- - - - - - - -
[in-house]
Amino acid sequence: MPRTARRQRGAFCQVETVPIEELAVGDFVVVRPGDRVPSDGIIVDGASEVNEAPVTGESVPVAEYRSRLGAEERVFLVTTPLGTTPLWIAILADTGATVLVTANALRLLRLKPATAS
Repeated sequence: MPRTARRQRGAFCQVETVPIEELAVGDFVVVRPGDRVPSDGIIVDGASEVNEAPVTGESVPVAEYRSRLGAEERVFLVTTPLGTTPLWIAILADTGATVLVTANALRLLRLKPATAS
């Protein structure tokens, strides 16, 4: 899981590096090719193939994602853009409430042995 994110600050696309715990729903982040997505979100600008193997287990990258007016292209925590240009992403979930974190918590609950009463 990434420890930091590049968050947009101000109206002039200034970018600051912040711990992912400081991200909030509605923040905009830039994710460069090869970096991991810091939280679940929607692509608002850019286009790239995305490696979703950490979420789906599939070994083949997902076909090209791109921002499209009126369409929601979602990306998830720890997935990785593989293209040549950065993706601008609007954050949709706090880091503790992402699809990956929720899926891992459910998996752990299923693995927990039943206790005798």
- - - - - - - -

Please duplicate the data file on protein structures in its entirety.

[in-house]
Amino acid sequence: MPRTARRQRGAFCQVETVPIEELAVGDFVVVRPGDRVPSDGIIVDGASEVNEAPVTGESVPVAEYRSRLGAEERVFLVTTPLGTTPLWIAILADTGATVLVTANALRLLRLKPATAS
Repeated sequence: MPRTARRQRGAFCQVETVPIEELAVGDFVVVRPGDRVPSDGIIVDGASEVNEAPVTGESVPVAEYRSRLGAEERVFLVTTPLGTTPLWIAILADTGATVLVTANALRLLRLKPATAS
């Protein structure tokens, strides 16, 4: 899981590096090719193939994602853009409430042995 994110600050696309715990729903982040997505979100600008193997287990990258007016292209925590240009992403979930974190918590609950009463 990434420890930091590049968050947009101000109206002039200034970018600051912040711990992912400081991200909030509605923040905009830039994710460069090869970096991991810091939280679940929607692509608002850019286009790239995305490696979703950490979420789906599939070994083949997902076909090209791109921002499209009126369409929601979602990306998830720890997935990785593989293209040549950065993706601008609007954050949709706090880091503790992402699809990956929720899926891992459910998996752990299923693995927990039943206790005798």